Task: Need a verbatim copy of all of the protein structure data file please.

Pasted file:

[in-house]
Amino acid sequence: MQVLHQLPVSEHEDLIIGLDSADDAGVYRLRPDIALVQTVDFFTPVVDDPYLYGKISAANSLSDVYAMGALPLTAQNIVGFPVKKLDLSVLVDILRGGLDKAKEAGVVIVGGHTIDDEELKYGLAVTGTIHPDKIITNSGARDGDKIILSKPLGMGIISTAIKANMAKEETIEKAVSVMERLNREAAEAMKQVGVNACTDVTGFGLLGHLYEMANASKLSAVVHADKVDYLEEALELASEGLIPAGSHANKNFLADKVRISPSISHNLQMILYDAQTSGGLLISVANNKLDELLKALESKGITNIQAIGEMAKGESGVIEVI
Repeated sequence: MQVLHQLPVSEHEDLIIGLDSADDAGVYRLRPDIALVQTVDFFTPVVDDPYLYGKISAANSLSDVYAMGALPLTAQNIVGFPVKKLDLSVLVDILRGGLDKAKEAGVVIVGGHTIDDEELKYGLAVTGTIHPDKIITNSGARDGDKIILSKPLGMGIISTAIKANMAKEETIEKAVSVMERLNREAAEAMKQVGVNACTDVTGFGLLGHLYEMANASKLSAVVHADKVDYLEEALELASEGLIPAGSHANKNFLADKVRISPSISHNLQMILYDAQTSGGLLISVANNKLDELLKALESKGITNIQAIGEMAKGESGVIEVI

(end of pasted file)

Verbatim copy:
[in-house]
Amino acid sequence: MQVLHQLPVSEHEDLIIGLDSADDAGVYRLRPDIALVQTVDFFTPVVDDPYLYGKISAANSLSDVYAMGALPLTAQNIVGFPVKKLDLSVLVDILRGGLDKAKEAGVVIVGGHTIDDEELKYGLAVTGTIHPDKIITNSGARDGDKIILSKPLGMGIISTAIKANMAKEETIEKAVSVMERLNREAAEAMKQVGVNACTDVTGFGLLGHLYEMANASKLSAVVHADKVDYLEEALELASEGLIPAGSHANKNFLADKVRISPSISHNLQMILYDAQTSGGLLISVANNKLDELLKALESKGITNIQAIGEMAKGESGVIEVI
Repeated sequence: MQVLHQLPVSEHEDLIIGLDSADDAGVYRLRPDIALVQTVDFFTPVVDDPYLYGKISAANSLSDVYAMGALPLTAQNIVGFPVKKLDLSVLVDILRGGLDKAKEAGVVIVGGHTIDDEELKYGLAVTGTIHPDKIITNSGARDGDKIILSKPLGMGIISTAIKANMAKEETIEKAVSVMERLNREAAEAMKQVGVNACTDVTGFGLLGHLYEMANASKLSAVVHADKVDYLEEALELASEGLIPAGSHANKNFLADKVRISPSISHNLQMILYDAQTSGGLLISVANNKLDELLKALESKGITNIQAIGEMAKGESGVIEVI